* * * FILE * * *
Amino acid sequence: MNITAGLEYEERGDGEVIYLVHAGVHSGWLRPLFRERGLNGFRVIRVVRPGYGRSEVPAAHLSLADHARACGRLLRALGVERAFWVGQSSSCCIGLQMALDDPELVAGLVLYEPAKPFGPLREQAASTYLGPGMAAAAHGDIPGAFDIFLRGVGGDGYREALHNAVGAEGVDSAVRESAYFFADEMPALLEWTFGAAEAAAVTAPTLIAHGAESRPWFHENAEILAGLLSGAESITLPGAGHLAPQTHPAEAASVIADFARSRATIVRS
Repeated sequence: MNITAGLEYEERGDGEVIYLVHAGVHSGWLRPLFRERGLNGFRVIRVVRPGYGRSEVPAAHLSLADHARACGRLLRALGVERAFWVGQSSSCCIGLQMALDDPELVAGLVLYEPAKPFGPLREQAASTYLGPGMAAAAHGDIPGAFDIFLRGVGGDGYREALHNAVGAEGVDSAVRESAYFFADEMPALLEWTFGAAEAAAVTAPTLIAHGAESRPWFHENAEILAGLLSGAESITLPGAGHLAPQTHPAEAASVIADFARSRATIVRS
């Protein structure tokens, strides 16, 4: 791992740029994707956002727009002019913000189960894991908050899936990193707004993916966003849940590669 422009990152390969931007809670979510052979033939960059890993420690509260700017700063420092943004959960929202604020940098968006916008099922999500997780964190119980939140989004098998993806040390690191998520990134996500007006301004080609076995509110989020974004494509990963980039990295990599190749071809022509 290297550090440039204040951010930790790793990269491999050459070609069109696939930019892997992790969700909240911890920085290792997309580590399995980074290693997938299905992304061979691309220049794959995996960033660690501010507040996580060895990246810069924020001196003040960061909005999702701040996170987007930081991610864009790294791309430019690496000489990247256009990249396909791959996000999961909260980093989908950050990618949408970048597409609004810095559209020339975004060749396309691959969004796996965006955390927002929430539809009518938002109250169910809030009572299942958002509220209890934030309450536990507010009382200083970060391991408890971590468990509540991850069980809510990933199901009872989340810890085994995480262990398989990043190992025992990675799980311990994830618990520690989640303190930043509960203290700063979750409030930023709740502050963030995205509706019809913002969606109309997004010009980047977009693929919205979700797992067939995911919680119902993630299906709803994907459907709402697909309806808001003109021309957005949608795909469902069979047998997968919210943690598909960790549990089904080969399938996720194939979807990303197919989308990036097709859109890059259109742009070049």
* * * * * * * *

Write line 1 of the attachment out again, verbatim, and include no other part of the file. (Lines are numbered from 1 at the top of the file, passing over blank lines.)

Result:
Amino acid sequence: MNITAGLEYEERGDGEVIYLVHAGVHSGWLRPLFRERGLNGFRVIRVVRPGYGRSEVPAAHLSLADHARACGRLLRALGVERAFWVGQSSSCCIGLQMALDDPELVAGLVLYEPAKPFGPLREQAASTYLGPGMAAAAHGDIPGAFDIFLRGVGGDGYREALHNAVGAEGVDSAVRESAYFFADEMPALLEWTFGAAEAAAVTAPTLIAHGAESRPWFHENAEILAGLLSGAESITLPGAGHLAPQTHPAEAASVIADFARSRATIVRS